The COVID-19 Pandemic and More: Heat records, heat deaths, and Colorado’s COVID-19 curve bends perhapsJul 26, 2022
Last week, heat and climate change eclipsed the COVID-19 pandemic as the public health threat of the moment. Throughout the United Kingdom, high temperature records were broken and then re-broken. Scotland reached a high of 94.6 degrees, well above the prior record of 91.2 degrees. These temperatures were in countries where air conditioning is limited and buildings are designed to retain heat. Death counts have not been reported yet, but Europe has fared poorly in prior heat waves, most notoriously in 2003 when thousands of people died. In France in 2003, the official heat-related death count was 14,802—primarily elderly persons. The high death count was attributed to failures of the public health system and of support networks. The heat wave took place in August when families were away from cities on vacation, leaving elders alone. The influence of social cohesion in the context of responding to a heat wave was effectively shown by Erik Klinenberg in his book Heat Wave about the 1995 epidemic of heat-caused deaths in Chicago. His “social autopsy” probes why deaths from heat varied across Chicago’s neighborhoods.
How does one die from heat? Heat causes death by exceeding the body’s thermoregulatory capacity, leading to hyperthermia and circulatory collapse. I have seen such a case—a young football player who collapsed during a practice held when the temperature was too high. Deaths may be coded directly to heat or heat may be listed as a contributing cause on a death certificate. The total constitutes heat-related deaths, which number about 700 per year in the United States. Estimates have also been made of the numbers of deaths attributable to temperatures that are higher or lower than the optimum temperature. The relationship between temperature and mortality follows a U-shaped pattern with temperature-related risk rising at hotter and colder temperatures in relation to an optimum temperature at which the risk relationship flattens. Estimates of the temperature-related burden of premature mortality are high, about 5 million globally and about 190,000 in North America with about 20,000 attributable to higher temperatures.
With climate change, concerns about heat and health are based on both the rise in mean temperature and the increased frequency and severity of heat waves. Colorado is experiencing rising temperatures with records broken last week in Denver. On Monday morning, July 18, the temperature dropped only to 72 degrees, the highest record low temperature for that date, and later in the day the temperature rose to 100 degrees, a record high. Record high temperatures were reached across the United States last week in many places.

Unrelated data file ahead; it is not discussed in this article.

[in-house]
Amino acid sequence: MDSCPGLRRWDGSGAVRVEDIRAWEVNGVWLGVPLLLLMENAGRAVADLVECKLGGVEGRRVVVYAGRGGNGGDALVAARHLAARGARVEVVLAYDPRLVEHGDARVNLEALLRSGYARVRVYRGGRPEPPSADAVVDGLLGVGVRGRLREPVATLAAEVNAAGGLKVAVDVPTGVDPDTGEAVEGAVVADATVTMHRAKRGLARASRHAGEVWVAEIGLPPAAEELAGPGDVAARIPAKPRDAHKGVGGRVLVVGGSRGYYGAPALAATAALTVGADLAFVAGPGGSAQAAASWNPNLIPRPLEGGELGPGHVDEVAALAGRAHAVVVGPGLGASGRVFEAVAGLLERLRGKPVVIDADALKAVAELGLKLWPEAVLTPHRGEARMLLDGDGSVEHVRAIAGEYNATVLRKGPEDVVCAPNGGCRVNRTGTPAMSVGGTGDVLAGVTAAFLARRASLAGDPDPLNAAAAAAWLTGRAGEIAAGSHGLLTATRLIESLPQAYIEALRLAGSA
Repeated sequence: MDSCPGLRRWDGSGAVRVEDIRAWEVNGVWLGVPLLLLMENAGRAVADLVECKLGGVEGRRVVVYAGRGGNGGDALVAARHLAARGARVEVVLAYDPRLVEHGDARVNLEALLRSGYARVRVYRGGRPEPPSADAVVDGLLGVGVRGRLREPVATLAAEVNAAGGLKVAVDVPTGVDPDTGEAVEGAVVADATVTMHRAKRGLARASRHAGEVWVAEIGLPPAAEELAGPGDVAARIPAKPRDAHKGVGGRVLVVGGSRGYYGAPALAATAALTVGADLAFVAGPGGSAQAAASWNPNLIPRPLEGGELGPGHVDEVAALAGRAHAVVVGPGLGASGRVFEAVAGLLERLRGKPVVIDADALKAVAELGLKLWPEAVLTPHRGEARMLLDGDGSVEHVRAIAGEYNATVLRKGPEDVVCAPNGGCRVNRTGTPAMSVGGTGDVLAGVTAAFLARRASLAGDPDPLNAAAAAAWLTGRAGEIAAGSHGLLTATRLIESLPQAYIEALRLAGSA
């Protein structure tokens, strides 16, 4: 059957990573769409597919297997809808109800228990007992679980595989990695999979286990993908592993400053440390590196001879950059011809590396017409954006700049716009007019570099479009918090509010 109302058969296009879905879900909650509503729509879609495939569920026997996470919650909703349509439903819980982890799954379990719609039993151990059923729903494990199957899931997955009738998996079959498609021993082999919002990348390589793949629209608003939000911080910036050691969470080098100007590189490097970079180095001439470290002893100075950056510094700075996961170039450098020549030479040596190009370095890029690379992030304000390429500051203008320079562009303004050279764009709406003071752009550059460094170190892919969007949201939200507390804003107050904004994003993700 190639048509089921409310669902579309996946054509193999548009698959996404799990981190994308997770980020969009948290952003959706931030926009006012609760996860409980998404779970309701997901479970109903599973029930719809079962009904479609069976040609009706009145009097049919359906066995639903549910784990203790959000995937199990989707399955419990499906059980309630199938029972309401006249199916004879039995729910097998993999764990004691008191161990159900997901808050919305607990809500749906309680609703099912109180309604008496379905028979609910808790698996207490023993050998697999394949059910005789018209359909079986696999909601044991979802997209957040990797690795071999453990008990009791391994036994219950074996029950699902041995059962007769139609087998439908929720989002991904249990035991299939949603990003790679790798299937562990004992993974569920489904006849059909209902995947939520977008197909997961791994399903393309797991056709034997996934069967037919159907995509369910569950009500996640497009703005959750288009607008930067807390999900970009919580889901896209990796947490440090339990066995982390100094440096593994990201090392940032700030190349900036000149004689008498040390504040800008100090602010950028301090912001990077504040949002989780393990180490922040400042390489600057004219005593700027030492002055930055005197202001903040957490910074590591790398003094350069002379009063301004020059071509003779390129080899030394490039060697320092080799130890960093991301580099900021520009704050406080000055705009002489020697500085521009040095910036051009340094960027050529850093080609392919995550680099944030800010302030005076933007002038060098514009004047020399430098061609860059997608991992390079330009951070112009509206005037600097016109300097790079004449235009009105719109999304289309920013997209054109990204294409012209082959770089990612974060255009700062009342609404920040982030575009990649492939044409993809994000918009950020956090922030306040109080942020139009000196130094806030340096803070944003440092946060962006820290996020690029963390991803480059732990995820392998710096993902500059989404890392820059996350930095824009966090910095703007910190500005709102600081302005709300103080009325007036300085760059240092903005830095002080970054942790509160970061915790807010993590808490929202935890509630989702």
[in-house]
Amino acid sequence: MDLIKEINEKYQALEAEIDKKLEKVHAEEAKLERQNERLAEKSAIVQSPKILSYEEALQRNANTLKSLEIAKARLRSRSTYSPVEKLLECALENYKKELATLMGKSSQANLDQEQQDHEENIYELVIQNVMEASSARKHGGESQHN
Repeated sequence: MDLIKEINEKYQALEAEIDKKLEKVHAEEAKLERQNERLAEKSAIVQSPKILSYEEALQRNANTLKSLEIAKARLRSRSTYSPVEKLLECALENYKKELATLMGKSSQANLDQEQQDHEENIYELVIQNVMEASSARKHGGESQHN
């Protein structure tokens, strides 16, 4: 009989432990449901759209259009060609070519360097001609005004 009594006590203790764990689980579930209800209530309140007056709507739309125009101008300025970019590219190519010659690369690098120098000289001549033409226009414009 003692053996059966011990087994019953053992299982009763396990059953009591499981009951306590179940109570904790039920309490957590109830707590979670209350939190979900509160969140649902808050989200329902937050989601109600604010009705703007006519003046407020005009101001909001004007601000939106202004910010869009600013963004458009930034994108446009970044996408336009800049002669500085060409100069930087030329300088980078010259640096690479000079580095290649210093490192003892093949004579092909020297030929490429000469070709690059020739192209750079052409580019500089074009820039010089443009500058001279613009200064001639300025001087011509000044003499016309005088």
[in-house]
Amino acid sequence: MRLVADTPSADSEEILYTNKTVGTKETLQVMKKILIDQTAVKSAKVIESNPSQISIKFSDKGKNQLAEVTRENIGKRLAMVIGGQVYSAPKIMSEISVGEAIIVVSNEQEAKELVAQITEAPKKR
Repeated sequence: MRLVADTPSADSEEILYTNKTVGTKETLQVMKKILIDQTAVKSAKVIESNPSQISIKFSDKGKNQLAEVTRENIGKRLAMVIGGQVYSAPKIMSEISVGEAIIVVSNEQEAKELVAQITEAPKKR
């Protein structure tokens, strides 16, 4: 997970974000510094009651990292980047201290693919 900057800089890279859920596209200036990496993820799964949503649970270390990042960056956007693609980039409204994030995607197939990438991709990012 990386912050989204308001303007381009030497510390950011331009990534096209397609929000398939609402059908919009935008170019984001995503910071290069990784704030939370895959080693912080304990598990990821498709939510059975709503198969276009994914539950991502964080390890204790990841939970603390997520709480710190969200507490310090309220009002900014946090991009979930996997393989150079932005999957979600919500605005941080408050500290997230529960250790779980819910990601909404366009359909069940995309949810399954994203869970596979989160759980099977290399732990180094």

While the world bakes and global warming is undeniable, policy paralysis continues in the United States. I have commented previously on the Supreme Court decision in WEST VIRGINIA ET AL. v. ENVIRONMENTAL PROTECTION AGENCY ET AL., which struck down the Clean Power Plant rule. Congressional action is stalled by deadlock in the Senate and the prevarication of Senator Manchin. Climate change denial seems to be fading as a stalling tactic, but other reasons are readily found. The tactic of climate change denial mirrored the strategies of the tobacco industry, which originated in the early 1950s and were honed in the subsequent decades, particularly around the scientific evidence on secondhand smoke. David Michaels describes the strategy and its spread to climate change in his 2008 book, Doubt is Their Product. Dr. Patrick Michaels, a scientist and widely quoted climate change denier, died last week. In 2006, Michaels came under fire for receiving $100,000 from the Intermountain Rural Electric Association of Sedalia, Colorado. He appeared in the media frequently, expressing views on climate change in opposition to the large body of scientific evidence supporting its occurrence.
One last comment on heat—the Tour de France ended on Sunday with last week’s stages taking place despite temperatures rising well above 100 degrees on some days. Imagine pushing to extraordinary speeds and climbing mountains at these temperatures! The Washington Post published an on-target commentary on the impact of rising temperatures from climate change on the tour. And, with regard to COVID-19, I counted 19 riders leaving the tour because of COVID-19. With 176 cyclists starting, the attack rate is 11%.
Back to the COVID-19 pandemic and Colorado. The CDPHE hospitalization count for the week of July 19th was 304, down from 324 the prior week, and the test positivity rate has dropped to about 11%. Perhaps BA.4 and BA.5 have depleted the pool of susceptible Coloradans and the epidemic curve will drop. Understanding the level of immunity in the population is not straightforward, given the level of immune escape with the latest variants and the heterogeneity of vaccination profiles in the population: the unvaccinated, those with the original vaccination series only, those with one booster shot, and those with two booster shots. A commentary in Saturday’s New York Times by a virologist, Jeremy Kamil, provides a sensible accounting of infection and reinfection risk at this BA.4/BA.5 moment.
Stay cool and stay immune.
Jonathan Samet, MD, MS
Dean, Colorado School of Public Health